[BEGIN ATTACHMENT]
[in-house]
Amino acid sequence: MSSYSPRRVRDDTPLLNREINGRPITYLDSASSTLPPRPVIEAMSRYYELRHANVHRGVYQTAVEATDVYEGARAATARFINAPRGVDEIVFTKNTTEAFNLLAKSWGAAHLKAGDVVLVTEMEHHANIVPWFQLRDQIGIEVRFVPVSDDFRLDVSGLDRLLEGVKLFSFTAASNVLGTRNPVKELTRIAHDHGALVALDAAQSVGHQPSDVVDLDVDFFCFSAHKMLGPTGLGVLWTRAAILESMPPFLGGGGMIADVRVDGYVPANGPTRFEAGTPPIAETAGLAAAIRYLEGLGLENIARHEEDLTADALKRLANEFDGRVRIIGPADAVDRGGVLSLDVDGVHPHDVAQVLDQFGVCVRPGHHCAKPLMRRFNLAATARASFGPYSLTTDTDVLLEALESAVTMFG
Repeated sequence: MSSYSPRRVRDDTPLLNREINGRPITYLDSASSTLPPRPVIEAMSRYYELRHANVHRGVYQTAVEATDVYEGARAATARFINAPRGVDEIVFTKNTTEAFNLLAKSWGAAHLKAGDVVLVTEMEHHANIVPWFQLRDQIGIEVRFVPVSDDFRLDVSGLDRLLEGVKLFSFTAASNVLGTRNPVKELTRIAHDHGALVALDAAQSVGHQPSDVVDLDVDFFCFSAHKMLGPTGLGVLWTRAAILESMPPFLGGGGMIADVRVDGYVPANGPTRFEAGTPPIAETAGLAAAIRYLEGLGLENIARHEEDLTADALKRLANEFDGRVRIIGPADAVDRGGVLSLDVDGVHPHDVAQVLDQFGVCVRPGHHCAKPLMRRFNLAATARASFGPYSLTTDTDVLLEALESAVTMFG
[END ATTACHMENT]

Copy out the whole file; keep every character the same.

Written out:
[in-house]
Amino acid sequence: MSSYSPRRVRDDTPLLNREINGRPITYLDSASSTLPPRPVIEAMSRYYELRHANVHRGVYQTAVEATDVYEGARAATARFINAPRGVDEIVFTKNTTEAFNLLAKSWGAAHLKAGDVVLVTEMEHHANIVPWFQLRDQIGIEVRFVPVSDDFRLDVSGLDRLLEGVKLFSFTAASNVLGTRNPVKELTRIAHDHGALVALDAAQSVGHQPSDVVDLDVDFFCFSAHKMLGPTGLGVLWTRAAILESMPPFLGGGGMIADVRVDGYVPANGPTRFEAGTPPIAETAGLAAAIRYLEGLGLENIARHEEDLTADALKRLANEFDGRVRIIGPADAVDRGGVLSLDVDGVHPHDVAQVLDQFGVCVRPGHHCAKPLMRRFNLAATARASFGPYSLTTDTDVLLEALESAVTMFG
Repeated sequence: MSSYSPRRVRDDTPLLNREINGRPITYLDSASSTLPPRPVIEAMSRYYELRHANVHRGVYQTAVEATDVYEGARAATARFINAPRGVDEIVFTKNTTEAFNLLAKSWGAAHLKAGDVVLVTEMEHHANIVPWFQLRDQIGIEVRFVPVSDDFRLDVSGLDRLLEGVKLFSFTAASNVLGTRNPVKELTRIAHDHGALVALDAAQSVGHQPSDVVDLDVDFFCFSAHKMLGPTGLGVLWTRAAILESMPPFLGGGGMIADVRVDGYVPANGPTRFEAGTPPIAETAGLAAAIRYLEGLGLENIARHEEDLTADALKRLANEFDGRVRIIGPADAVDRGGVLSLDVDGVHPHDVAQVLDQFGVCVRPGHHCAKPLMRRFNLAATARASFGPYSLTTDTDVLLEALESAVTMFG